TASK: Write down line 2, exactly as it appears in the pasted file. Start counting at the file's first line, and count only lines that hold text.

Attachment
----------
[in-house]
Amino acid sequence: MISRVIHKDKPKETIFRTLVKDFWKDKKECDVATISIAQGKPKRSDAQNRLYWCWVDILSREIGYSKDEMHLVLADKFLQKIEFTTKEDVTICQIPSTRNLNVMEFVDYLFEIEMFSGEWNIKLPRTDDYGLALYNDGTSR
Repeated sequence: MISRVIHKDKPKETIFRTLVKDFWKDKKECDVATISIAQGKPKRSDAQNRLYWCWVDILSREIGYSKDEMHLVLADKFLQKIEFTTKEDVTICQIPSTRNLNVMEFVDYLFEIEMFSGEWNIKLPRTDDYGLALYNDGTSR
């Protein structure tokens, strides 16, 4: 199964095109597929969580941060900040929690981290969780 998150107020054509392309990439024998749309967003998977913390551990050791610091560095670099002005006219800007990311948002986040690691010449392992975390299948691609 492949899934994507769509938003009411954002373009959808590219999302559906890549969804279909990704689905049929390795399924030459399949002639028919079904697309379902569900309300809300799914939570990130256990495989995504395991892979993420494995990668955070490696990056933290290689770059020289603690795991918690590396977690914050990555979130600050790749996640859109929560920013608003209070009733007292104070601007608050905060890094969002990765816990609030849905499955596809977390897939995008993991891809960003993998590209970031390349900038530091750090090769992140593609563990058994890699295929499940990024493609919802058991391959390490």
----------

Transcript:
Amino acid sequence: MISRVIHKDKPKETIFRTLVKDFWKDKKECDVATISIAQGKPKRSDAQNRLYWCWVDILSREIGYSKDEMHLVLADKFLQKIEFTTKEDVTICQIPSTRNLNVMEFVDYLFEIEMFSGEWNIKLPRTDDYGLALYNDGTSR